Retired teacher Audrey Dye makes history come alive for elementary students during enactments in the little red schoolhouse at 150 Mile House.

Retired teacher Audrey Dye makes history come alive for elementary students during enactments in the little red schoolhouse at 150 Mile House.

History alive for students in 150 Mile House

Local students enjoyed a unique opportunity to step back in time and experience school life in 1896.

Local students enjoyed a unique opportunity to step back in time and experience school life in 1896, thanks to efforts of retired teachers Audrey Dye and Chris Donaldson.

When elementary school students lined up outside the little red school house in 150 Mile House, summoned by the old-fashioned bell beside the door, they took on the character of a local pioneer.

They donned costumes and assumed the mannerisms of students of the era, including standing quietly in the aisles beside their seats, calling their teacher Ma’am, bowing and curtsying and answering questions in complete sentences.

“This building opened in 1896,” explains Audrey Dye. “Before that, there was a little school on the hill, donated by a rancher. It was a small, unused stable with a sod roof. The chimney smoked, there were no windows and it was dark, dank and smoky. Parents didn’t want their children in that building so they got together and built this one.

“This is the first school in the Williams Lake School District. It was called that even though there wasn’t really a Williams Lake town yet.”

She said students bring lunches as close to the era as possible; some bring lunch tied in a handkerchief on a stick, or in a lard pail or basket. “They’re asked to bring nothing in plastic and they bring their drinks, milk or water in Mason jars,” she continued.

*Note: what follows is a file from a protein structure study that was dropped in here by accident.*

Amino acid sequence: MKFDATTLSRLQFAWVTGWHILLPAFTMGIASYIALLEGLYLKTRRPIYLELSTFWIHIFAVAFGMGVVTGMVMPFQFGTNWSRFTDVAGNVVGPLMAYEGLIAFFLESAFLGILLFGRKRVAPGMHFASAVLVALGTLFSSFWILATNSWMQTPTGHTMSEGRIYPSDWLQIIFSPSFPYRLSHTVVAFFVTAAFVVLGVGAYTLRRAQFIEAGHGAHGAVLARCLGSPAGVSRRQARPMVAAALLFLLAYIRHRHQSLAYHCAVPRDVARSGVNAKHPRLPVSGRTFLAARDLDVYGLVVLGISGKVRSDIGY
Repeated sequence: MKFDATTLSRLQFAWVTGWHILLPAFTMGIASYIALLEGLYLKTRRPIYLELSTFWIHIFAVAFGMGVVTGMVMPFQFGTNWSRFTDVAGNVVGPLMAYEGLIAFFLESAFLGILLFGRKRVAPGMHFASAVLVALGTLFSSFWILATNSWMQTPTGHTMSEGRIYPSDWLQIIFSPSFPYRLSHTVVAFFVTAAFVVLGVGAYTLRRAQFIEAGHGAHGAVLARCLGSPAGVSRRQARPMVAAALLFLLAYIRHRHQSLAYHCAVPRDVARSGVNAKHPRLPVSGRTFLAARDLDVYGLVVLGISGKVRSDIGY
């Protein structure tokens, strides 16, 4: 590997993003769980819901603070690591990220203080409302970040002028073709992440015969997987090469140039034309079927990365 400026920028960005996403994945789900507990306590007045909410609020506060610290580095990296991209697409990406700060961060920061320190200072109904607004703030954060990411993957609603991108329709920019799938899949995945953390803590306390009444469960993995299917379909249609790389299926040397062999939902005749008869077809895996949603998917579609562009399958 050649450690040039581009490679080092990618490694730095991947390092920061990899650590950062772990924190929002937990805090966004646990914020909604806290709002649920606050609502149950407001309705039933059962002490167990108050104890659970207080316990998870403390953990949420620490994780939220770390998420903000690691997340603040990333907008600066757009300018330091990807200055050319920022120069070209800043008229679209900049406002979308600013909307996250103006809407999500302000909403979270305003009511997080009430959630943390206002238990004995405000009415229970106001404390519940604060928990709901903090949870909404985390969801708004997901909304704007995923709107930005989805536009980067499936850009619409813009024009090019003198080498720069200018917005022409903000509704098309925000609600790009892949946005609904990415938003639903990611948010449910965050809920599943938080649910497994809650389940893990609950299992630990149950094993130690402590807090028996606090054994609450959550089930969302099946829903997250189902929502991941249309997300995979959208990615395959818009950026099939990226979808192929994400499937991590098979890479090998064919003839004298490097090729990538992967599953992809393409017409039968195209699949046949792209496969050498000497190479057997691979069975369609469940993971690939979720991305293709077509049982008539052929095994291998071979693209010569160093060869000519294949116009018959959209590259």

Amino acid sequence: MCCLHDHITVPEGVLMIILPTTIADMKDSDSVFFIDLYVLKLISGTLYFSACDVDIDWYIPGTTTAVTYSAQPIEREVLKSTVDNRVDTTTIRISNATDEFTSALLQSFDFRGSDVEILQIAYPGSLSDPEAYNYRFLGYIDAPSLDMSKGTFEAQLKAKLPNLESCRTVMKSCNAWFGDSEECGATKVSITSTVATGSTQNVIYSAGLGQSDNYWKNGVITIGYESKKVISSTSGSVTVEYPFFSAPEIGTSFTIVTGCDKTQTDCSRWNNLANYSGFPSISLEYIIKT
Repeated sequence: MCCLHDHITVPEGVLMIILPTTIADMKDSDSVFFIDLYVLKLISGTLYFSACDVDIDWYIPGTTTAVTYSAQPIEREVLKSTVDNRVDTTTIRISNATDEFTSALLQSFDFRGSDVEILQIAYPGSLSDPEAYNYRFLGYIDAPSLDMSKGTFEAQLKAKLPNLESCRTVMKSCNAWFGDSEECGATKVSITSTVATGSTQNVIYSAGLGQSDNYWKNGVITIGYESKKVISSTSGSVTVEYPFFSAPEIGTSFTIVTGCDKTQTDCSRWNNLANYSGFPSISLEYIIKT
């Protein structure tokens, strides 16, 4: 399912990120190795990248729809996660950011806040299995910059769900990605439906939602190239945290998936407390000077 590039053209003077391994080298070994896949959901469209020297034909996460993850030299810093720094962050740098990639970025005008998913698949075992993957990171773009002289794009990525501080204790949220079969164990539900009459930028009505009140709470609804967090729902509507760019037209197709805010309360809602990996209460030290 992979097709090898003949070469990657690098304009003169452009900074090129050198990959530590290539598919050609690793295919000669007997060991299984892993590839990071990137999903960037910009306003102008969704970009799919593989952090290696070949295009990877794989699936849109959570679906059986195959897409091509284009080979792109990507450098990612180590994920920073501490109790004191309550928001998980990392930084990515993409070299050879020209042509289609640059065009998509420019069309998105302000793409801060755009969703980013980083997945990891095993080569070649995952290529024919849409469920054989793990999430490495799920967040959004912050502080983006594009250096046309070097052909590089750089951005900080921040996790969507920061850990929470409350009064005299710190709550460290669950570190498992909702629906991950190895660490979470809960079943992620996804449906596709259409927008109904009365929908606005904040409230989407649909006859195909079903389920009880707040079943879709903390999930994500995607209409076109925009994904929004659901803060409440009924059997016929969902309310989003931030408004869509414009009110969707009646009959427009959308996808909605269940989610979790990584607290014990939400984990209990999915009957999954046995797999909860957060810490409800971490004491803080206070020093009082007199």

“They practice copperplate writing with pens, nibs and ink; the younger ones use the slates and pencils.

“We talk about life beyond the school room, too, including what a treat it was for rural children to visit the general store run by Mr. Borland and Mr. Veitch. We would have watched all the wagons heading north to Barkerville. All the kids in those days would have come from ranching or families and they wouldn’t get to go the store often,” she added.

“We give them a taste of what a treat those visits were; if children were lucky they would have been given a penny to spend on candy and would have received a waxed paper envelope full of candy.”

The children also learn about how food was preserved in the days of no refrigeration.

“They learn about having nothing disposable, that a simple piece of waxed paper was used again and again until it shredded apart and was used for fire starter. Water was conserved because you had to pack it from a well or a river,” Dye said.

Currently classes from 150 Mile School take part in the two-week program. Other schools have taken part in the past and Dye said she’d like to see it expand.

“The kids, they love it. They all want to come and don’t want to miss out. It’s important for them to get a sense of the reality of that era: the lack of electricity and technology. They love to play act and really get into it,” she said.

“It’s so much fun. Some kids are related to some of the local pioneer names and love to re-enact their ancestors. When they come year after year, what they remember from here is astounding.”